Can the President afford to “move on”?

Peso at 45.87! Yesterday, protests greeted President’s visit to Japan.

Speaker de Venecia back in triumph, backed by enlarged administration coalition. Question: if he had leverage over the President prior to 2007, post-2007, is she his hostage or is he now her hostage?

AFP Chief of Staff will launch anti-tentacle campaign.

Comelec doesn’t want media doing its own counting. Top eight senators might be proclaimed soon. Businessmen want cheating investigated. As Philippine Experience puts it, the phrase of the day is “clerical error.”

Fascinating account of cyber war aimed against the government attempted in Estonia.

In the punditocracy: My Arab News column for today is Can Arroyo Afford to Move On? I doubt it.

The Inquirer editorial looks at a suggestion from El Shaddai’s Mike Velarde, which the Palace has already rejected. But even before that news came out the editorial was already skeptical of a lull in the fighting:

Early signs aren’t promising. The President sat down with members of the Federation of Chinese-Filipino Chambers of Commerce and Industry, and her Trade and Industry Secretary Peter Favila asked them to pass on a patronizing message to incoming senators.

“It’s like fathers telling their children: ‘I’ve given you your allowance because I wanted you to do these things. Now if you don’t do them, you won’t have an allowance,'” Favila said. He hinted further: “They could say, ‘We don’t need (politicking) now. The elections are over. The people have spoken and we should accept the results. Let’s get our act together for our country’s future.'”

But it begins, as Velarde says, with the President herself accepting the public’s verdict at the polls: Only when she accepts political reality can others contemplate cooperation. If Favila is any sign of the President’s thinking, then she’s off to squander her reprieve: she has put the political cart before the horse. And if she does that, then can the public — never mind the new senators, who take their cue from public opinion — be anything but skeptical? As it is, the voice of the Palace remains that of Tonypet Albano screaming of “machinery” and “command votes” — even after the election is over.

Amando Doronila says the “scale of the national rejection of President Gloria Macapagal-Arroyo’s administration has unfolded with shocking intensity,” something he was skeptical would happen, but that the most troubling thing is the refusal of the Palace to see reality:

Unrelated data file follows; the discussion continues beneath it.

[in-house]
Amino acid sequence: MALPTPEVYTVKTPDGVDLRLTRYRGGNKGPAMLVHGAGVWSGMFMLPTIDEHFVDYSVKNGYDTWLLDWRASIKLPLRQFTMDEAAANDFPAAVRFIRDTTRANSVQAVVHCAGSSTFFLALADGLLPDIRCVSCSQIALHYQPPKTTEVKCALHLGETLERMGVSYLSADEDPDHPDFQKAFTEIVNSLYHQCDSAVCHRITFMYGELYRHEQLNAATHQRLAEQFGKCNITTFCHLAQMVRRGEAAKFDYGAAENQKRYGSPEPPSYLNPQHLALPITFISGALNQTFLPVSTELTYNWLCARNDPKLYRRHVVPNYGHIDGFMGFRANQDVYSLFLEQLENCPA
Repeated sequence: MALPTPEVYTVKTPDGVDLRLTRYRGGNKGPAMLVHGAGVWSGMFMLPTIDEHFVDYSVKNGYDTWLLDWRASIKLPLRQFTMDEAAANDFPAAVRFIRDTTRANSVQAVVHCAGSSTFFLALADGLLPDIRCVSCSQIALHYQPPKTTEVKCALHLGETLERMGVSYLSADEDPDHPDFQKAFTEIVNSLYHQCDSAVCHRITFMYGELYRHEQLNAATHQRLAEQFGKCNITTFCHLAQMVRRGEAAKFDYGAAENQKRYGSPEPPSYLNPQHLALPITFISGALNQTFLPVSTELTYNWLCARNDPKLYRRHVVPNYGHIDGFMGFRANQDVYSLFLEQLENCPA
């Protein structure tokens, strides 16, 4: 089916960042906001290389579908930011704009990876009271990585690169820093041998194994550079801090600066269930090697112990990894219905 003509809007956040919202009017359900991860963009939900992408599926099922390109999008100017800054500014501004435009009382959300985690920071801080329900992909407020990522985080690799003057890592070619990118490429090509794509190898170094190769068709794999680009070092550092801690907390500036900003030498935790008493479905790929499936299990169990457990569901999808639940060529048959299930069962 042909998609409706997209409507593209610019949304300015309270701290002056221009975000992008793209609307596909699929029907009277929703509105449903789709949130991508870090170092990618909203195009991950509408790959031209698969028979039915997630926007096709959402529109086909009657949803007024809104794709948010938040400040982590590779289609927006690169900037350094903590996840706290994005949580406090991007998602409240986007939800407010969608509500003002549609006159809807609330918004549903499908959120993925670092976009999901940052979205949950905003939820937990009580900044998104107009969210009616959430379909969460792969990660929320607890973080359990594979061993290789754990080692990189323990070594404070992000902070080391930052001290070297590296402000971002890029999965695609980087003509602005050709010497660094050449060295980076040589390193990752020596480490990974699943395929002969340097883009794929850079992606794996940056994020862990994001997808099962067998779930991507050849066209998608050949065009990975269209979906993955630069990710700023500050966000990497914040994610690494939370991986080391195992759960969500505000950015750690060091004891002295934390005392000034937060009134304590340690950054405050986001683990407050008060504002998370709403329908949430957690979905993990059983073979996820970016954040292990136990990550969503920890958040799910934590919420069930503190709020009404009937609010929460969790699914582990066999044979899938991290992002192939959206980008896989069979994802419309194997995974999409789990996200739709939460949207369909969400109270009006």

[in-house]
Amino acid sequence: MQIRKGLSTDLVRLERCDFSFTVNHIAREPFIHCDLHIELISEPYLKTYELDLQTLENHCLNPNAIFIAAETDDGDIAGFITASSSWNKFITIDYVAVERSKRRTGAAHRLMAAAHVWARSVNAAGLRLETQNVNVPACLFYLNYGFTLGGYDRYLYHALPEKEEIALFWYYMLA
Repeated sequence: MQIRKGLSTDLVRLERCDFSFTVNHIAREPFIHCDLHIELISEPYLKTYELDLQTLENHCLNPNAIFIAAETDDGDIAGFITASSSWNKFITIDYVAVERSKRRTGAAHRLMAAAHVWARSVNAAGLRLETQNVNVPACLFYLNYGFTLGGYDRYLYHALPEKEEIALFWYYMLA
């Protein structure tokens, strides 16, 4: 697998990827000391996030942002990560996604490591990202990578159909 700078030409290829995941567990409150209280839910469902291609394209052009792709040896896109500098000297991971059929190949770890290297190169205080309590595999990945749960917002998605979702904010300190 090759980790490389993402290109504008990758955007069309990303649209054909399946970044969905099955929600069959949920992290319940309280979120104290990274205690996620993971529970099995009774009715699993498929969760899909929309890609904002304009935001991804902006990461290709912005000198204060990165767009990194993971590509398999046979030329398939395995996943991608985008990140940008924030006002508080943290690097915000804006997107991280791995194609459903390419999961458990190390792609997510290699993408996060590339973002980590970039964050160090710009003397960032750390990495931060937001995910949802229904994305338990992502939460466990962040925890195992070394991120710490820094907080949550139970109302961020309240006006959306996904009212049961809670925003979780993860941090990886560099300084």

First, the Senate results are a more accurate measure of the scale of the electoral disaster suffered by the administration as well as of the national mood of rejection than the local polls. The Senate election funneled the overarching grievances nationwide, which were distorted by the more parochial issues in the House and local elections. Therefore, the local elections are not a reliable indicator of a fresh mandate for or a vote of confidence in the administration.

Second, attempts to distort or alter the Senate election results by tampering with the returns in certain regions, especially in Maguindanao, tend to scuttle President Arroyo’s efforts to use the midterm polls as her last chance to repair her presidency’s legitimacy, which has been battered by the Garci tapes scandal.

Already, the mounting reports from independent poll watch groups of blatant election cheating in Mindanao appear to have undermined the President’s battle to regain legitimacy, which is the underlying issue of this election. She appears to have already lost this battle.

Third, although the President has tried to downgrade the message of the 8-2-2 result with the business-as-usual stance, the denial syndrome has revealed, even more strikingly than she cared to admit, that she is deeply troubled by the magnitude of the administration’s defeat in the Senate election. In an incredible display of escapism, she has built a wall of unreality around her.

Manuel Buencamino thinks “the battle of the frames” is continuing:

To survive until 2010, Mrs. Arroyo must convince her followers to stay united behind her. She has to make them forget their recent animosities and power struggles.

In order to do that, she must give them a common enemy-oversight and checks and balances-and a common cause-a shift to a unicameral parliament. Unfortunately, doing that won’t be as easy as it was before the election.

The election revealed a kink in what, over the last two years, seemed like an impenetrable shield of power and good luck protecting Mrs. Arroyo. The election proved once and for all what surveys have been saying all along: Mrs. Arroyo enjoys very little public support.

And so, Mrs. Arroyo’s “overwhelming-victory” statement was meant not so much for the opposition who, anyway, will not stop until all their unanswered questions are answered; it was meant for her followers.

Mrs. Arroyo knows danger lies not in enemies smelling weakness but in followers beginning to doubt their leader’s strength. Doubts cause desertions.

In the blogosphere, The Lonely Vampire Chronicles runs down the list of the President’s political options.

Torn & Frayed asks if a priest’s election violates the separation of church & state (if we follow American practice, the answer is no; I believe Rep. Amante in Manila is a Protestant minister).

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Manuel L. Quezon III.

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